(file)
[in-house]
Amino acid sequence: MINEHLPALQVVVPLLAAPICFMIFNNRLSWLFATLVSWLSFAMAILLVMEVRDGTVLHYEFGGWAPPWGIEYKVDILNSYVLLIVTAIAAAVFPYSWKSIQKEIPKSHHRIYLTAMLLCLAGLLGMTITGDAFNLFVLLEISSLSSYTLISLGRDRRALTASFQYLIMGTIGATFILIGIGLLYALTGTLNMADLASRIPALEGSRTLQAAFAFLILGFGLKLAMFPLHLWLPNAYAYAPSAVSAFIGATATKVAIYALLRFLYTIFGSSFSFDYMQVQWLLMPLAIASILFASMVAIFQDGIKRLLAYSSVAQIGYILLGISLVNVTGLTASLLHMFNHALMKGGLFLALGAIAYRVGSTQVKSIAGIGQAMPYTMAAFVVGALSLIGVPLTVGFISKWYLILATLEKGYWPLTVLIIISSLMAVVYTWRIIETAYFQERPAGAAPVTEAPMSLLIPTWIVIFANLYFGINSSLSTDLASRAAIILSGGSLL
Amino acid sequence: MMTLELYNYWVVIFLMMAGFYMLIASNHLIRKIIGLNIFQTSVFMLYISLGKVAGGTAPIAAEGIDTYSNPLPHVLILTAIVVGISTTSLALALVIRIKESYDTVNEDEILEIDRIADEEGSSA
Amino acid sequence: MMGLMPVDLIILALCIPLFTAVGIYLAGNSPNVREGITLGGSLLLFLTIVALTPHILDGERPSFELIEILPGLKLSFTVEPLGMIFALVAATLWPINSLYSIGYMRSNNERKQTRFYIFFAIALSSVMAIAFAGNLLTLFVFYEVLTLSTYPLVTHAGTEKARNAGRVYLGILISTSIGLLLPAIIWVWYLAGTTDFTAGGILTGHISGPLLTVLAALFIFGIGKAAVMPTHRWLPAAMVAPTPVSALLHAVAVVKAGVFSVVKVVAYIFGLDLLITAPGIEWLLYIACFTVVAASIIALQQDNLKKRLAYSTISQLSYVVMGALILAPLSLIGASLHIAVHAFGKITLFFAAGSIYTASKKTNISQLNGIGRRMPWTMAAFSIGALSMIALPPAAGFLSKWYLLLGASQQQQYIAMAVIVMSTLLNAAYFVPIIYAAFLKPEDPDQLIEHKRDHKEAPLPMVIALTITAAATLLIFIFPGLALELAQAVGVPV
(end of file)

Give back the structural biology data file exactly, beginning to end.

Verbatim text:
[in-house]
Amino acid sequence: MINEHLPALQVVVPLLAAPICFMIFNNRLSWLFATLVSWLSFAMAILLVMEVRDGTVLHYEFGGWAPPWGIEYKVDILNSYVLLIVTAIAAAVFPYSWKSIQKEIPKSHHRIYLTAMLLCLAGLLGMTITGDAFNLFVLLEISSLSSYTLISLGRDRRALTASFQYLIMGTIGATFILIGIGLLYALTGTLNMADLASRIPALEGSRTLQAAFAFLILGFGLKLAMFPLHLWLPNAYAYAPSAVSAFIGATATKVAIYALLRFLYTIFGSSFSFDYMQVQWLLMPLAIASILFASMVAIFQDGIKRLLAYSSVAQIGYILLGISLVNVTGLTASLLHMFNHALMKGGLFLALGAIAYRVGSTQVKSIAGIGQAMPYTMAAFVVGALSLIGVPLTVGFISKWYLILATLEKGYWPLTVLIIISSLMAVVYTWRIIETAYFQERPAGAAPVTEAPMSLLIPTWIVIFANLYFGINSSLSTDLASRAAIILSGGSLL
Amino acid sequence: MMTLELYNYWVVIFLMMAGFYMLIASNHLIRKIIGLNIFQTSVFMLYISLGKVAGGTAPIAAEGIDTYSNPLPHVLILTAIVVGISTTSLALALVIRIKESYDTVNEDEILEIDRIADEEGSSA
Amino acid sequence: MMGLMPVDLIILALCIPLFTAVGIYLAGNSPNVREGITLGGSLLLFLTIVALTPHILDGERPSFELIEILPGLKLSFTVEPLGMIFALVAATLWPINSLYSIGYMRSNNERKQTRFYIFFAIALSSVMAIAFAGNLLTLFVFYEVLTLSTYPLVTHAGTEKARNAGRVYLGILISTSIGLLLPAIIWVWYLAGTTDFTAGGILTGHISGPLLTVLAALFIFGIGKAAVMPTHRWLPAAMVAPTPVSALLHAVAVVKAGVFSVVKVVAYIFGLDLLITAPGIEWLLYIACFTVVAASIIALQQDNLKKRLAYSTISQLSYVVMGALILAPLSLIGASLHIAVHAFGKITLFFAAGSIYTASKKTNISQLNGIGRRMPWTMAAFSIGALSMIALPPAAGFLSKWYLLLGASQQQQYIAMAVIVMSTLLNAAYFVPIIYAAFLKPEDPDQLIEHKRDHKEAPLPMVIALTITAAATLLIFIFPGLALELAQAVGVPV